Photon upconversion is the process of converting two or more low-energy photons into a single higher-energy photon. An example is the conversion of infrared light into the visible, which has potential application in photovoltaics, infrared sensing, biological imaging, and 3D display. Being a nonlinear process, upconversion typically requires coherent, high-intensity laser excitation. In this talk, I will present an approach that is capable of achieving upconversion under incoherent, low-intensity excitation such as the sunlight. We rely on the interactions among the long-lived excited states, known as excitons, in organic and low-dimensional materials, to manipulate the flow of the photon energy. We demonstrate that a device made of stacked thin films of colloidal nanocrystals (aka quantum dots) and organic molecules is able to convert infrared light with wavelength up to 1100 nm into visible light with wavelength around 610 nm. When incorporated with optical structures such as a Fabry-Pérot microcavity, the upconversion device reaches its optimal efficiency under an input photon flux even lower than that of the sunlight. Our work paves the way towards the integration of infrared-to-visible upconversion in sensing and photovoltaic applications.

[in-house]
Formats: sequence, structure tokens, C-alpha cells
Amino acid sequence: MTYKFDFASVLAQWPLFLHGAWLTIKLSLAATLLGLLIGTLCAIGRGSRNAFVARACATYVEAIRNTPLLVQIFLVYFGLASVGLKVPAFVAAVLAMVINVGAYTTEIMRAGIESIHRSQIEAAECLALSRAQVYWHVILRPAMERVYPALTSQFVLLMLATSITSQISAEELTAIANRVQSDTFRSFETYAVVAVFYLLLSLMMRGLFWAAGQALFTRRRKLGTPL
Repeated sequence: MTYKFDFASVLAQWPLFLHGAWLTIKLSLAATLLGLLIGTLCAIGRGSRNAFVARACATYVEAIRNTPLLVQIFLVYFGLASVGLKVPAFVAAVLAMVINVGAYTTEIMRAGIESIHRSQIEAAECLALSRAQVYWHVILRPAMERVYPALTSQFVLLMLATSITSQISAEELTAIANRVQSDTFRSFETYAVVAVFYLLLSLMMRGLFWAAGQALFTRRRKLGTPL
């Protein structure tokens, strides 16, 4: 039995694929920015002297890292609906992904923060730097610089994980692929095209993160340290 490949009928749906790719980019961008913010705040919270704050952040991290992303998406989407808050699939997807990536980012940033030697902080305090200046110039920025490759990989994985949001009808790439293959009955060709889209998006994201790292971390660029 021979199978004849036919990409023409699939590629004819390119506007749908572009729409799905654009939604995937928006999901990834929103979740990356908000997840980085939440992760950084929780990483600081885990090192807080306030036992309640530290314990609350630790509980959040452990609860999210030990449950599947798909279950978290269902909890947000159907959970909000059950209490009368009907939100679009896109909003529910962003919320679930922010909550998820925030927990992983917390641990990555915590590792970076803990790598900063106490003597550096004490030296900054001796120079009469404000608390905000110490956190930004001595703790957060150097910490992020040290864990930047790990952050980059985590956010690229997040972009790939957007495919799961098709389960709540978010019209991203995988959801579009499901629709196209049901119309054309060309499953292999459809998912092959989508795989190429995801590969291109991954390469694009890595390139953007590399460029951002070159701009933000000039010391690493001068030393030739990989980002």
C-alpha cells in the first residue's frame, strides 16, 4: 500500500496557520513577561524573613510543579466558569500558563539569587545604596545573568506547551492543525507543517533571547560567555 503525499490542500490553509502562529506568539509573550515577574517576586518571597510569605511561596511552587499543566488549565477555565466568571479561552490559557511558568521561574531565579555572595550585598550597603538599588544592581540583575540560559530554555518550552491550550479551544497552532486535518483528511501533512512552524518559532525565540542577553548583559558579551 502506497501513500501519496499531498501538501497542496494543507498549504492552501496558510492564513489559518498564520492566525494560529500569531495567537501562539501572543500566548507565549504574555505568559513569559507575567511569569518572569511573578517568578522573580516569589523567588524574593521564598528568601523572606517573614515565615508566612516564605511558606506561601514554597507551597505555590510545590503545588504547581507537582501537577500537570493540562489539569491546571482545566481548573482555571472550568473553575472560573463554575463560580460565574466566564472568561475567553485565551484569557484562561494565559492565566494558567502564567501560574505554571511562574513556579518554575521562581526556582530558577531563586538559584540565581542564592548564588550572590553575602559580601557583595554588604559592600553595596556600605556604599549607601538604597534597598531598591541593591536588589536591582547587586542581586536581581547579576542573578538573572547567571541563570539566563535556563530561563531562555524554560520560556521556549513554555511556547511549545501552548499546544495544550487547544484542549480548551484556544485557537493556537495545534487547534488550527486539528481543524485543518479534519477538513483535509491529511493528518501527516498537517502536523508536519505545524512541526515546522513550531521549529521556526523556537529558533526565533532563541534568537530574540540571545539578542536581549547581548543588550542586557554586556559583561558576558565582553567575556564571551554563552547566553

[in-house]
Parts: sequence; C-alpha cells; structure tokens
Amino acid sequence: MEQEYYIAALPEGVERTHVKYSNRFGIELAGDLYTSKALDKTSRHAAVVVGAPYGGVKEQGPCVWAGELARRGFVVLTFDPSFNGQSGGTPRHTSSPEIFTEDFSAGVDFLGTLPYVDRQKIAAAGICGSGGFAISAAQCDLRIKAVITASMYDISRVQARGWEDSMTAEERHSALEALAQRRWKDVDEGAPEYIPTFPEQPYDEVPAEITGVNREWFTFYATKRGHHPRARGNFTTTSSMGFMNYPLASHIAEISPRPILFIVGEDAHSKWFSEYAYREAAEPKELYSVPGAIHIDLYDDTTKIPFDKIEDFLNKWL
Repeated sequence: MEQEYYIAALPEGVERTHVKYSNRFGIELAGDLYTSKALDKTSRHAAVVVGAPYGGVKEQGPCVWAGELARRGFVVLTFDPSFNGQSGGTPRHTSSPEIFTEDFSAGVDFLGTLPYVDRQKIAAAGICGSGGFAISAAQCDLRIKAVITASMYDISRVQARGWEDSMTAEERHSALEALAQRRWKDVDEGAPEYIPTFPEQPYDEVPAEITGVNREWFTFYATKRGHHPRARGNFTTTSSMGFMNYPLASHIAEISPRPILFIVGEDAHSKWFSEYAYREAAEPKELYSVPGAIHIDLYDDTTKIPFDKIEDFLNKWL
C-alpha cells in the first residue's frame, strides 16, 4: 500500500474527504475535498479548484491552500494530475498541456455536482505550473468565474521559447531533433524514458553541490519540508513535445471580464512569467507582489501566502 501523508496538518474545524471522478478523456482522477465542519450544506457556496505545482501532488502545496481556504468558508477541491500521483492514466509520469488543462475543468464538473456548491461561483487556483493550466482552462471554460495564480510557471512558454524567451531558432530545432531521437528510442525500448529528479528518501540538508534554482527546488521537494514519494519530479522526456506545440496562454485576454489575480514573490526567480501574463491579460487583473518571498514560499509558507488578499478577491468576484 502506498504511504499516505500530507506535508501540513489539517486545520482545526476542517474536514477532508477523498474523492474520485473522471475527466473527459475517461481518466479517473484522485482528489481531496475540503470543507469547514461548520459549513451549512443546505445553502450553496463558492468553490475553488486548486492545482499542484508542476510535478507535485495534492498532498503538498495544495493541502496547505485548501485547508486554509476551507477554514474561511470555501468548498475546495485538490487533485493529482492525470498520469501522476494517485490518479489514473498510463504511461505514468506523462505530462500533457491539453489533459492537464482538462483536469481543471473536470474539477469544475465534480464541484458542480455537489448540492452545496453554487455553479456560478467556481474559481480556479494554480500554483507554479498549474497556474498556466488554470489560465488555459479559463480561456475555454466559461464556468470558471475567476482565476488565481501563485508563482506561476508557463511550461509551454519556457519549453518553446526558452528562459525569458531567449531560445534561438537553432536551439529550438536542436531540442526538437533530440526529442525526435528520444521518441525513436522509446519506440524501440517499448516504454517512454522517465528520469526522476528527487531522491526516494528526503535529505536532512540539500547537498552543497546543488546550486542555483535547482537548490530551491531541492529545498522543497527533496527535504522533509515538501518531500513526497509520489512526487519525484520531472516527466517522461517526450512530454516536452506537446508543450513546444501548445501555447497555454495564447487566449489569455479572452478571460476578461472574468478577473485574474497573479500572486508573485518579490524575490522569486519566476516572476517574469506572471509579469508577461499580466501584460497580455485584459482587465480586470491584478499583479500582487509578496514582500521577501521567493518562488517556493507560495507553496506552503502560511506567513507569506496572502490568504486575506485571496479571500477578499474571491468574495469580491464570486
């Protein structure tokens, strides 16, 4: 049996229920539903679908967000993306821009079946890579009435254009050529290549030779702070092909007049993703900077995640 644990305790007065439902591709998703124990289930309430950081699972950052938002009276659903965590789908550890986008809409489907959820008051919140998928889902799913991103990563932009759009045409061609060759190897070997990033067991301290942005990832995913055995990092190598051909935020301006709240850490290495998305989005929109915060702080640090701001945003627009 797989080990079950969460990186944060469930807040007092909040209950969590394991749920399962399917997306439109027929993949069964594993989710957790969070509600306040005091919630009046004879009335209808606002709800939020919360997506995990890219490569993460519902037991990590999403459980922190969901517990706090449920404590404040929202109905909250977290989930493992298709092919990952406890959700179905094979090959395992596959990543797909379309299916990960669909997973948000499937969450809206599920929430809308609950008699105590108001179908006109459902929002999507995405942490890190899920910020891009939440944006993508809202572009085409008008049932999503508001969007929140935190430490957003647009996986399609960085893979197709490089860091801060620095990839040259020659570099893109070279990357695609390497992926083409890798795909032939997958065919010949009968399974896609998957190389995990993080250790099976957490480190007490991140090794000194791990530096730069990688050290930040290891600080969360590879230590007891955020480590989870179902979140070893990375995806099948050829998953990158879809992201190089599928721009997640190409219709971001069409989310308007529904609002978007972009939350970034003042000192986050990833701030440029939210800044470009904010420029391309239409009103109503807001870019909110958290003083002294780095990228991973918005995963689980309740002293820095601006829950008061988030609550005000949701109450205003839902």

Dr. Mengfei Wu is a research scientist at the Institute of Materials Research and Engineering, A*STAR. Mengfei received her B.A. in Engineering and M.Eng. in Electrical Engineering from the University of Cambridge in 2012, and her Ph.D. in Electrical Engineering from MIT in 2018. Mengfei’s research seeks to understand and exploit the unique properties of excitons in organic and low-dimensional materials, as well as to complement materials with photonic designs, in order to realise novel and efficient optoelectronic devices. Mengfei has won a number of awards, including the National Science Scholarship from A*STAR in 2008, and the Best Paper of the Symposium at the MRS Spring Meeting in 2017.